May 23--The CTA's $320 million proposal to eliminate a bottleneck of the Red, Purple and Brown Lines north of Belmont Avenue has raised anger and skepticism in the Lakeview neighborhood as residents and business owners say they don't trust the agency to deliver on what it is promising.
That lack of trust was evident Thursday night when the CTA hosted an open house to answer questions about the plan.
The agency welcomed visitors into a room in the police station on Addison Street. More than a dozen poster boards and about 20 CTA staff and contractors were positioned around the room to explain the plan, which would require razing 16 buildings north of the Belmont Station to make way for an elevated track that would send northbound Brown Line trains over the Red and Purple Line tracks.
The CTA contends that the project is necessary to increase capacity on the tracks to accommodate growth in ridership.
Residents and business owners at the event said the scene reminded them of the CTA's pitch a decade ago when the agency proposed reconstructing the Brown Line.
Terri Hanley, a retiree and property owner, said the value of her property on North Wilton is still lagging from the effects of that project.
"Those are a fantasy," Hanley said, pointing at the CTA's posters, which displayed conceptual renderings of condominium developments that the CTA envisions will be built alongside the flyover project.
"They had similar images the last time they came to the community," said Jim Maciejewski, a self-employed resident of Lakeview. "It didn't happen."
The mood of skepticism was evident to Carole Morey, CTA's chief planning officer, who stood behind a map of the proposed flyover Thursday as concerned residents fired off questions about what would replace the demolished buildings.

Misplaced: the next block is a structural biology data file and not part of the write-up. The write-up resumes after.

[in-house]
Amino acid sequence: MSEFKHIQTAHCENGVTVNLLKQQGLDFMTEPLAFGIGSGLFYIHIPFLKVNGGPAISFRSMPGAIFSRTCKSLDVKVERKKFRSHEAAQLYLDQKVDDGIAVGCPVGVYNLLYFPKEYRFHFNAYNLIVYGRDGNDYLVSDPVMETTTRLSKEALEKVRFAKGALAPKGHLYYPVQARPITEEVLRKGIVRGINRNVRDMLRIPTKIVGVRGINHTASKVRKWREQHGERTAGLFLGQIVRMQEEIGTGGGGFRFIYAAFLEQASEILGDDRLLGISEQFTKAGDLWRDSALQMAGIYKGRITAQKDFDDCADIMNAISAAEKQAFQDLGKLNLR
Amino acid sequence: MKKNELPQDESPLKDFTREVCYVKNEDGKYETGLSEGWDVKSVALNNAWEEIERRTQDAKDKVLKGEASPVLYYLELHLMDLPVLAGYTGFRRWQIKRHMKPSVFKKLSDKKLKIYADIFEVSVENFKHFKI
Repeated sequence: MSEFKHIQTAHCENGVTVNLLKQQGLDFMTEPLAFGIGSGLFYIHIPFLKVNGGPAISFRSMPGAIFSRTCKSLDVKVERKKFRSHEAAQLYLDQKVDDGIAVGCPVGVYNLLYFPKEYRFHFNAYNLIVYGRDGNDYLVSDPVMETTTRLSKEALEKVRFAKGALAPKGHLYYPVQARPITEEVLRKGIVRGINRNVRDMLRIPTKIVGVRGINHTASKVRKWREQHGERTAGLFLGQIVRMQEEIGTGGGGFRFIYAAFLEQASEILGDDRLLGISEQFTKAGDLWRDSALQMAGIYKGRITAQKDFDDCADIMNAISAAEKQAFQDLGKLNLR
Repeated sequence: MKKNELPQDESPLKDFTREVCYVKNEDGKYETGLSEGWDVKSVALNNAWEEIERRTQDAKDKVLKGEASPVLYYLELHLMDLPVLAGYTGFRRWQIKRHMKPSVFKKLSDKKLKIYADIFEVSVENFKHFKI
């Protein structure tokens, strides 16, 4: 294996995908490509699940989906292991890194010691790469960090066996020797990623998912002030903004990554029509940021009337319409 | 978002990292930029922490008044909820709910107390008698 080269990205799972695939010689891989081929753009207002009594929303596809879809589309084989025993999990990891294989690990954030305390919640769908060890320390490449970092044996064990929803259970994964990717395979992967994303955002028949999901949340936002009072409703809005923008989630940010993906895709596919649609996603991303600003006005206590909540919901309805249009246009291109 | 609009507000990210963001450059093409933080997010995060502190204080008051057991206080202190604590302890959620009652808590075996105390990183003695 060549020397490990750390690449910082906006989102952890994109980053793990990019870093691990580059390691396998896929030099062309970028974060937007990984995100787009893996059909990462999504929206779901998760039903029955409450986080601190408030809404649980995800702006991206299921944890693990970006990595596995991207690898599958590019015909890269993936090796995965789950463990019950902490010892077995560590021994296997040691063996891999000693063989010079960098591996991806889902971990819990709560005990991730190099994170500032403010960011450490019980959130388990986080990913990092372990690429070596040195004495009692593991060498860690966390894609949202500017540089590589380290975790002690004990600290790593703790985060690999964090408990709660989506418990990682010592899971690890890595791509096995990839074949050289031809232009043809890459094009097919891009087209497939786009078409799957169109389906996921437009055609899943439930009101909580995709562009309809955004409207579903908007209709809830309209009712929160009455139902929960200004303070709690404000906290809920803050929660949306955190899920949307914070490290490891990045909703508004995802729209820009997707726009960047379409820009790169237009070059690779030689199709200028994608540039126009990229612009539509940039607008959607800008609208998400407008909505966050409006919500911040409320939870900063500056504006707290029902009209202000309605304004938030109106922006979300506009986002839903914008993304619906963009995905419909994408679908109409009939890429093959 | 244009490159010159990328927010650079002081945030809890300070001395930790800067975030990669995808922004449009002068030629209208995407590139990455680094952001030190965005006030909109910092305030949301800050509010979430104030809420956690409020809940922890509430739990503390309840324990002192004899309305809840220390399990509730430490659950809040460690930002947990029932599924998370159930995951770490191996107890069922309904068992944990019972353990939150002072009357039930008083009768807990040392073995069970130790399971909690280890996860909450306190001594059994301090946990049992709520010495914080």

"What I think we're really hearing from residents is that they're angry that this parcel was never developed," Morey said, pointing on the map to a piece of property that has sat vacant ever since the last Brown Line project. "That's hurt our credibility. We're sort of battling that now."
The credibility issue persists as opponents of the new Brown Line plan have seized on a statement by Mayor Rahm Emanuel, who said during the unveiling of the plan that it would put an end to a "three- to- four-minute wait" at Clark Junction. Opponents say actual delays are no more than 20 or 30 seconds.
CTA has since said that delays range from 30 seconds to four minutes, but average 84 seconds.
The focus on delays has distracted from the real purpose of the project, Morey said.
"If we don't build this project, we're placing a cap on the ability to grow ridership," she said.
But even people who weren't still reeling over past CTA fumbles said they were skeptical of the agency's plan.
Joe Zuercher, who owns a residential unit in a building on Clark Street near, after scanning the agency's posters and handouts, said he wasn't convinced.
"It's going to be a major disruption," Zuercher said. "All that for a 90-second wait? From what I've read so far, it's not worth it."
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